OIL REVENUE SPENDING ON SOCIAL AND ECONOMIC TRANSFORMATION HAS STARTED
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POLITICAL OPPOSITION, CONCERNED NGOs AND PUBLIC HAVE HEAVY RESPONSIBILITY OF MONITORING, ANALYSING FOR TRANSPARENCY

IT has often been said that the discovery of Oil in any country brings with it both blessings and curses. One such curse which has descended upon Guyana is the plethora of advice and fearsome threats from both local and foreign sources foretelling the frightening dangers which lie in wait to envelop the country. Such threats range from the Dutch Disease, whereby a country becomes dependent on the Oil economy and all other economic activity is sacrificed, and when oil prices fall, or deposits run out, underdevelopment and poverty re-emerge. Or the country would be overwhelmed with corruption with the political class and others in authority massively stealing public funds leaving the country in economic disarray and ruin. Or others are advocating handing over the revenues to the population so that they could be involved in a happy spending splurge until the wealth is exhausted. Or others are advocating discontinuing the oil and Gas industry and leaving the deposits on the earth, and this will end all troubles, including environmental ones. If these and other such views are given free rein and monopoly of space they all demand, the country would be overwhelmed with this chaos of competing advice, come to a standstill and then sink deeper into poverty and underdevelopment.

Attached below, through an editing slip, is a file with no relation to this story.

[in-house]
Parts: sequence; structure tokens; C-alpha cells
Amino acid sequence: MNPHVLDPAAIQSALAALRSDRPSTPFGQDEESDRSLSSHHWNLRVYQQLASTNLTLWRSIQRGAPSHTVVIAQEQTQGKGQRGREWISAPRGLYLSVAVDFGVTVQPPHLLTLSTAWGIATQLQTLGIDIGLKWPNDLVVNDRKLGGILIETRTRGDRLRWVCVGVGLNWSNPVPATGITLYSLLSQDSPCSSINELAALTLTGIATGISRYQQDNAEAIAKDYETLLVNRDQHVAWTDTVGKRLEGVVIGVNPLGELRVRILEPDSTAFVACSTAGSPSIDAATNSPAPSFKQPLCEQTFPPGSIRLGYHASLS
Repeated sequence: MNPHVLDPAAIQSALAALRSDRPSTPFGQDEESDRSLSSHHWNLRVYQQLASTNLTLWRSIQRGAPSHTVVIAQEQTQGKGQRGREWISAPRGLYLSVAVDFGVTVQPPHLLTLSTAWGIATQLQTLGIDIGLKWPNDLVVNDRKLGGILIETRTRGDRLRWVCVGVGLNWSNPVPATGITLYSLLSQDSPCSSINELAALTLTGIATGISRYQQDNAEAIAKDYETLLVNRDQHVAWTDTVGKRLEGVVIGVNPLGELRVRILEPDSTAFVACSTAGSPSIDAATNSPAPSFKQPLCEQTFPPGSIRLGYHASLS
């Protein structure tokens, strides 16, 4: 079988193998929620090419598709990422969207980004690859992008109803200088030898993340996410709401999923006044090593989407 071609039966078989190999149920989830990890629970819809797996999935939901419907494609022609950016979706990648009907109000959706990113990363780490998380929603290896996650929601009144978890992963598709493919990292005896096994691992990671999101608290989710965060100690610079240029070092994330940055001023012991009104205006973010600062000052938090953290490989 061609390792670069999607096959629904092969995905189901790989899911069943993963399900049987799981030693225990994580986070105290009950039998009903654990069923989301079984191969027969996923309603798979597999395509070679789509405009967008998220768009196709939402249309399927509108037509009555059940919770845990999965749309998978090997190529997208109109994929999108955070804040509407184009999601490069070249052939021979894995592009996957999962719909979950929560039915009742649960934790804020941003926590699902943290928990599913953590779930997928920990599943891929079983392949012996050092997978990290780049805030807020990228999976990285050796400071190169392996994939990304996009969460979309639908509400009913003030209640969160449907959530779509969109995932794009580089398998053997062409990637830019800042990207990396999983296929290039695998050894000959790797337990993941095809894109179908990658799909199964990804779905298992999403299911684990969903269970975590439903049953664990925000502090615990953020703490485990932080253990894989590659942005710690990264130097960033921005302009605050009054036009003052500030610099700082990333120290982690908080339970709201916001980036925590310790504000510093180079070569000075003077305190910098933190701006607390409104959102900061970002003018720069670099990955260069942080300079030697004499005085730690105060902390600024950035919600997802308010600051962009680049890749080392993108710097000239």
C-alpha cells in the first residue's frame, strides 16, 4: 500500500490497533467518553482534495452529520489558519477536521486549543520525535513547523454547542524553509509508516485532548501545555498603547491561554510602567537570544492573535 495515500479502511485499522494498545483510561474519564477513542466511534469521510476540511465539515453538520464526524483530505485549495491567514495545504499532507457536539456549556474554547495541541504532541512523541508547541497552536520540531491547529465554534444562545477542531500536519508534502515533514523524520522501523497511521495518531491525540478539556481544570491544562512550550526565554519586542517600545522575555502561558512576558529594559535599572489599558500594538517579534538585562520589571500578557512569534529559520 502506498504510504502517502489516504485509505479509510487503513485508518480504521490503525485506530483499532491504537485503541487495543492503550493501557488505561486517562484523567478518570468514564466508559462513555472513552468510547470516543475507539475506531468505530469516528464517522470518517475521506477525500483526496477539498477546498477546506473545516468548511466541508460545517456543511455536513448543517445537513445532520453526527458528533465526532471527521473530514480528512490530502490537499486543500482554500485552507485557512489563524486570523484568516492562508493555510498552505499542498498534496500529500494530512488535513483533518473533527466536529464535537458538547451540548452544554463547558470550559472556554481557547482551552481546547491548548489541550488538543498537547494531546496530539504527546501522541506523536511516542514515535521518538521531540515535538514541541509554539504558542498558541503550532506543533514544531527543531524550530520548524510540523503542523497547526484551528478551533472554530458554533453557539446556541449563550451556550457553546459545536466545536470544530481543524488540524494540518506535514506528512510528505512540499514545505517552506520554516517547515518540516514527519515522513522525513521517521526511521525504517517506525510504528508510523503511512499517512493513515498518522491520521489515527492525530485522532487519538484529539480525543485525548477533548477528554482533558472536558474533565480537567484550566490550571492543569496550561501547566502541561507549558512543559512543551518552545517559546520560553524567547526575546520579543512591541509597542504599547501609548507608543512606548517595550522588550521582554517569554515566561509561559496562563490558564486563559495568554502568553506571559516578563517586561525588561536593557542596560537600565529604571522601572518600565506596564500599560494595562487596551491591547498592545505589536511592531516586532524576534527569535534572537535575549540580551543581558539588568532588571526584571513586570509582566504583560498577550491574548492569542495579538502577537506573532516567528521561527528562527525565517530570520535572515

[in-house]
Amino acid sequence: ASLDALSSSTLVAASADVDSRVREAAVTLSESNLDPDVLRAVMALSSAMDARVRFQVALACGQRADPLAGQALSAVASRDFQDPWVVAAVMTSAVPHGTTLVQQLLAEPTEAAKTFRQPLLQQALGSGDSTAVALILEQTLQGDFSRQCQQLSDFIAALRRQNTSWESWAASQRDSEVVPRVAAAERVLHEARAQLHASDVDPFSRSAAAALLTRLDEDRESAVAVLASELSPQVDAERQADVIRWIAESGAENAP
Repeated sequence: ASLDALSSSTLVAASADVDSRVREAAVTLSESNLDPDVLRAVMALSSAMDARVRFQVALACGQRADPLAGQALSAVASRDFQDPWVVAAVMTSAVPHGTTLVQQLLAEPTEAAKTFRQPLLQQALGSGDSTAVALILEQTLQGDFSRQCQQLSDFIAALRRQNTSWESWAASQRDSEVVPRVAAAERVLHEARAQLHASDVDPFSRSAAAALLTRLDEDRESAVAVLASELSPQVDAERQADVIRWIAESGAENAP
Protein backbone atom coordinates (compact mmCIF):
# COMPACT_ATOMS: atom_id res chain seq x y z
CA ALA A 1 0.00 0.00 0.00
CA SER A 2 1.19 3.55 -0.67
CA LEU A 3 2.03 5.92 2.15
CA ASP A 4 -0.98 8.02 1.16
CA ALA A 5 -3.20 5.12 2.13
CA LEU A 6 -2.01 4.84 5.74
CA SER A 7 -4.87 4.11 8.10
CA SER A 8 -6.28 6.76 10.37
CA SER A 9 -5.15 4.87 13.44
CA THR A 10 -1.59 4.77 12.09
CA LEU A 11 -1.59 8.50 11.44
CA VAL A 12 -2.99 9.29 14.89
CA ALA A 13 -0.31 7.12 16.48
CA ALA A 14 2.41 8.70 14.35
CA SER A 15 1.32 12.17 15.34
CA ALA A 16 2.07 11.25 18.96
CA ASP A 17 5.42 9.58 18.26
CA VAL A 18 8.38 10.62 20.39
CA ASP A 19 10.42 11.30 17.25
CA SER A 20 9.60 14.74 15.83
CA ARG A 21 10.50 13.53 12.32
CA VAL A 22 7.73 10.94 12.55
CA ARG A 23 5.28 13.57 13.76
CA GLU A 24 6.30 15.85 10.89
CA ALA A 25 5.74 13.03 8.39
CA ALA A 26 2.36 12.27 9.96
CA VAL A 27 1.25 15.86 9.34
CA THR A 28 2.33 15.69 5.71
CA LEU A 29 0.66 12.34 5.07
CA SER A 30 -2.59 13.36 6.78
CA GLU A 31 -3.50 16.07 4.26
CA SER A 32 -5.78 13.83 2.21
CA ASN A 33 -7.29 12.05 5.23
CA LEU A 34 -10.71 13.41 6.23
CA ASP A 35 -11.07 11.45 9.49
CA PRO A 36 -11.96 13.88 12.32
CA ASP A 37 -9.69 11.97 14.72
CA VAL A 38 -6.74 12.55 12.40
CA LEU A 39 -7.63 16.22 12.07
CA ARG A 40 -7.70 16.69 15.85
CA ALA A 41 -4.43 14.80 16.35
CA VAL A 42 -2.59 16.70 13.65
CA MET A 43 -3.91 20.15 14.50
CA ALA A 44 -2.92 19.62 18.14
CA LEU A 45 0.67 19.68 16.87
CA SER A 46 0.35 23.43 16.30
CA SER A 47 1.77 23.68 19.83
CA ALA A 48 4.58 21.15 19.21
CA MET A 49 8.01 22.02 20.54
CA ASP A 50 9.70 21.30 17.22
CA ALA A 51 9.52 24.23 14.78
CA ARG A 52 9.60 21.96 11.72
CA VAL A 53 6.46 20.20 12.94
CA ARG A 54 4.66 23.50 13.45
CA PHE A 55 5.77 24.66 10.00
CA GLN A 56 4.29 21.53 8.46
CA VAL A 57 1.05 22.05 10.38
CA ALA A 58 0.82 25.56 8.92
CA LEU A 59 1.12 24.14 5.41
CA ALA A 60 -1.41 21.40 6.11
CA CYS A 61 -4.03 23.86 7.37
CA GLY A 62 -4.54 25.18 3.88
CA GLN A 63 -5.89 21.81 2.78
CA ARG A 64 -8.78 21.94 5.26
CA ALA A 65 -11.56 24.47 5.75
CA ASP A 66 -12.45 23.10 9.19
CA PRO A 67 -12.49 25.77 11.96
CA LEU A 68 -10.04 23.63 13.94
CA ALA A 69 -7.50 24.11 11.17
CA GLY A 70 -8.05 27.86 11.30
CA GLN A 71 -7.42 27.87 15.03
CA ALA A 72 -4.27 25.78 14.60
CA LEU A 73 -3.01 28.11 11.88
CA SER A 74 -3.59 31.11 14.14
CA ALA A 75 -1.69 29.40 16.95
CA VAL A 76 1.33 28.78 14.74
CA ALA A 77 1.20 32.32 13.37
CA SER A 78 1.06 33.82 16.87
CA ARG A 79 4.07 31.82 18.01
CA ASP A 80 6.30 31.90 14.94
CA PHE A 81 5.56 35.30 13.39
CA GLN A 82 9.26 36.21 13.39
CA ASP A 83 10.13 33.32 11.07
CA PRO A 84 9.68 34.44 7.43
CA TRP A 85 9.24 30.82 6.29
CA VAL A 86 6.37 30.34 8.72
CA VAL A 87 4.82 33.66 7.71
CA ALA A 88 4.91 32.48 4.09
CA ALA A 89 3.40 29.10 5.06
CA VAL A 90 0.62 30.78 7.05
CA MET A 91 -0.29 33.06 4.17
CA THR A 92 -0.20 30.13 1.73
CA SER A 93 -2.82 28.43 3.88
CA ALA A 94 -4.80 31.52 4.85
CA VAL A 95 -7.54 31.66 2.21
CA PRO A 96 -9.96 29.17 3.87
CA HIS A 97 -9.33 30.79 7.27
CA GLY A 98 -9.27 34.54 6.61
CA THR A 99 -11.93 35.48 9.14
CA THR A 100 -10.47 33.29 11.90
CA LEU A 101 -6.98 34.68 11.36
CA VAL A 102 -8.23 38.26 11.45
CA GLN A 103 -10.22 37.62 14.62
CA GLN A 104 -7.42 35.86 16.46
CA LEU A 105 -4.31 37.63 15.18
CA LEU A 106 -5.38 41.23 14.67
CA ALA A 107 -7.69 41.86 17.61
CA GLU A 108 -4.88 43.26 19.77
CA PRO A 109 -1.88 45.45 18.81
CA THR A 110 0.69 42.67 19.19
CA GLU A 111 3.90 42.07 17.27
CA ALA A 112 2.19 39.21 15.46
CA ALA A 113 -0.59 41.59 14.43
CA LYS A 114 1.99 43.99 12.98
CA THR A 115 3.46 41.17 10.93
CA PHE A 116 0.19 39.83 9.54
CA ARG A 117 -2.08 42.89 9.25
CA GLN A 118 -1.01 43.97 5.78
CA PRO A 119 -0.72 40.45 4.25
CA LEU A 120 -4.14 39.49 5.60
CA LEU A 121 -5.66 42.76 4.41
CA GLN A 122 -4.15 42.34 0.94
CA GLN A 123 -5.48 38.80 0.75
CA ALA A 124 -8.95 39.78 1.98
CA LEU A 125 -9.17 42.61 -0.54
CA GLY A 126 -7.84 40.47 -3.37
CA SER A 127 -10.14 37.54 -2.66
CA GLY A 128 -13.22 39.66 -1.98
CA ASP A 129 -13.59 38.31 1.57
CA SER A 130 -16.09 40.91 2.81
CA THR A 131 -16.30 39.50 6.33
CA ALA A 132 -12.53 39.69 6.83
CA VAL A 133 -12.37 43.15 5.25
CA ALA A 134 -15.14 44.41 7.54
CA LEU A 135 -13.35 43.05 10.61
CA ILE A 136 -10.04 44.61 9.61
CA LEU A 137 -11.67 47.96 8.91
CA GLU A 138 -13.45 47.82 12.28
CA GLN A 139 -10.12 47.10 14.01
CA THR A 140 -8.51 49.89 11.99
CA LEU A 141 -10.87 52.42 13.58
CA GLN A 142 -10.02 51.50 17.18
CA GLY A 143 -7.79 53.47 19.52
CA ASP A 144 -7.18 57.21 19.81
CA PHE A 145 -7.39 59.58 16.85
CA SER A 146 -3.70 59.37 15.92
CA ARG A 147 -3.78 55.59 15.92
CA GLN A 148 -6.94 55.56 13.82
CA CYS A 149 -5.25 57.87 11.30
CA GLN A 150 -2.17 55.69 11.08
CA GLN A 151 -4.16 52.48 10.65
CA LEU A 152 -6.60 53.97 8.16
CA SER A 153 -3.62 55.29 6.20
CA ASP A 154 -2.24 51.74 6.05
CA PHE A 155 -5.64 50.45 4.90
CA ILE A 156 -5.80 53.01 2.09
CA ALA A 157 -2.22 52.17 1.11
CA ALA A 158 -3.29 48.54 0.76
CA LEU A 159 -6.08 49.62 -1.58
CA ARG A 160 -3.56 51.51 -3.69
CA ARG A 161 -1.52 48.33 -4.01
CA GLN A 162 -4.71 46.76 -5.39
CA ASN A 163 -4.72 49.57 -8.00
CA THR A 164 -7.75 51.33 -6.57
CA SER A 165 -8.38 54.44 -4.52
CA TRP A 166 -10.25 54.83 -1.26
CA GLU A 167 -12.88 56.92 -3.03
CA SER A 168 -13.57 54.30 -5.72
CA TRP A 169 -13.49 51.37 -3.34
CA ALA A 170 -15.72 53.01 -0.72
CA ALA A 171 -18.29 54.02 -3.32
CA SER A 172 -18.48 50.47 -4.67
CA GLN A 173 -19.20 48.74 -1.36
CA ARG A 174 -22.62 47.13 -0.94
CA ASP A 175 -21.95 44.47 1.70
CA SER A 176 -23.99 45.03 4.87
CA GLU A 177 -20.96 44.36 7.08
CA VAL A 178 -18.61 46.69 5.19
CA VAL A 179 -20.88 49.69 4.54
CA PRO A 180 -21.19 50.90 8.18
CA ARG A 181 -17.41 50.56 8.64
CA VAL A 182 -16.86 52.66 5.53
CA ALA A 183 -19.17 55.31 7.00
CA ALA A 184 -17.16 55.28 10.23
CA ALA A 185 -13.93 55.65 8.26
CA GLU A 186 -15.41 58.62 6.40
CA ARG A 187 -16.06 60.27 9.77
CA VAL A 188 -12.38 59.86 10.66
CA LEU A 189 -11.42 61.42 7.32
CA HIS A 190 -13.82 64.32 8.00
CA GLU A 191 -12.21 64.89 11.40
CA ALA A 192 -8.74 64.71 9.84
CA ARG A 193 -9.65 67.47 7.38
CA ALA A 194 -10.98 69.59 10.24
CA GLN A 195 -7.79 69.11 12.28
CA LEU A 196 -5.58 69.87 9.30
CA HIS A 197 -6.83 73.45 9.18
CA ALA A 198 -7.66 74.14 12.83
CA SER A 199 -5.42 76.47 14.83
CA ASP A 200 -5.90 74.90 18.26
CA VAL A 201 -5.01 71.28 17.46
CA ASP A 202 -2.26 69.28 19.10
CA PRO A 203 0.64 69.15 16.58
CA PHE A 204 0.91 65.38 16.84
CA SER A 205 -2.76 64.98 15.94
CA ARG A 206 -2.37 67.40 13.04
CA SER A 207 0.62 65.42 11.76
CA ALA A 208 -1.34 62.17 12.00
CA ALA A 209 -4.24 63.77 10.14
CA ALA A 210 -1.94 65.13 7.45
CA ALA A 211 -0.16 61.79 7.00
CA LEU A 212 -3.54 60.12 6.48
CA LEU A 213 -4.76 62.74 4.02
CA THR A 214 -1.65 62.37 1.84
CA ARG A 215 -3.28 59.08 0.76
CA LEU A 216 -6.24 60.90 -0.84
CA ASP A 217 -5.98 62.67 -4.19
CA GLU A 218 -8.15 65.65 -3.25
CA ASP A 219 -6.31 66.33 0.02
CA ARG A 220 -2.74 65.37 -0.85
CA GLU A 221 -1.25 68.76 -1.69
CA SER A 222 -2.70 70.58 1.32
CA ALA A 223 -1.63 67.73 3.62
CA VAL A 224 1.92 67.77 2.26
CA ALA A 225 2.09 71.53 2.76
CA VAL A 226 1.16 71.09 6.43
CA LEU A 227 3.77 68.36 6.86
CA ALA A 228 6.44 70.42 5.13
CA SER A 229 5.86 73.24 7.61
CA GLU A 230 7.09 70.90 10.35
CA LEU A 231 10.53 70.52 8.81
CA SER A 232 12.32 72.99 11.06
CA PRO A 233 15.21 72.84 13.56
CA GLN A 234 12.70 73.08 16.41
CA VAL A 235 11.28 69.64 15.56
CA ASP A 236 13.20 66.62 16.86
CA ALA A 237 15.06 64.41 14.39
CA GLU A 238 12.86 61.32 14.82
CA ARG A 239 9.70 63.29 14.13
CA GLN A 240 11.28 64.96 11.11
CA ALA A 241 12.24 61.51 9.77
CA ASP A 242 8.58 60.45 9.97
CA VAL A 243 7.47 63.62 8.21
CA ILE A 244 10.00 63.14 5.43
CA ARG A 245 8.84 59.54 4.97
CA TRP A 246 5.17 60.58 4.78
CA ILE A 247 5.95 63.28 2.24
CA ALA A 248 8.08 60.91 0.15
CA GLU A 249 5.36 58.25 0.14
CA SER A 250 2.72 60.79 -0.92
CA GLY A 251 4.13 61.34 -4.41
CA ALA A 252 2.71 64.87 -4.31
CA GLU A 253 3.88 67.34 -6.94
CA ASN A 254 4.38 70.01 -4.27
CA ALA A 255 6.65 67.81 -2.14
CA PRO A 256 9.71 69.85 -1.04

Fortunately, there is a group among the leadership of the country who are determined to break out of this Sargasso Sea of chaotic opinions and advice and chart a positive course of action. They knew that for centuries, from the time of Sir Walter Raleigh, Guyanese people knew that their land was rich in varied resources, which, if exploited, would transform Guyana into a paradise on earth. It was this dream which sustained the morale of the Guyanese people in poverty, in facing the travails of life, in the socio-political embroglio generated by politics and even when they were in exile in foreign lands. The key to opening this treasure house of resources was a vast amount of investment capital which never seemed to be forthcoming. Then suddenly, oil and gas were discovered, and almost magically, the developmental capital dreamt of for centuries became available, and it was the shock of this which has led to the explosion of the chaotic advice and views which now threaten to submerge Reality.

The challenge now facing Guyanese and their leadership is how best to deploy the resources to achieve the long-dreamt of social and economic transformation. Fortunately, a group in the Guyanese leadership has had a wide international exposure and is assured that they would be able to avoid the pitfalls which had been faced by other oil and gas countries.

Vice President, Dr. Bharat Jagdeo, who is one of the spokespersons for this leadership, has reiterated that “the money would be spent on education;health care; infrastructure; and assistance to non-oil industries. . . . These four areas will attract the bulk of the resources and are part of a broader plan to ensure that Guyana’s economy would continue to thrive long after Oil resources would have been exhausted”.

President Dr Irfaan Ali, in his recent address at the Harvard Business School, reinforced the programme Dr Jagdeo had adumbrated: “Guyana is now poised to be one of the wealthiest countries in the Hemisphere; we intend to employ the gains from exploiting these deposits into initiatives geared at expanding the economy, improving competitiveness, giving people the best social services, increasing productivity, enhancing food production and building new sectors”.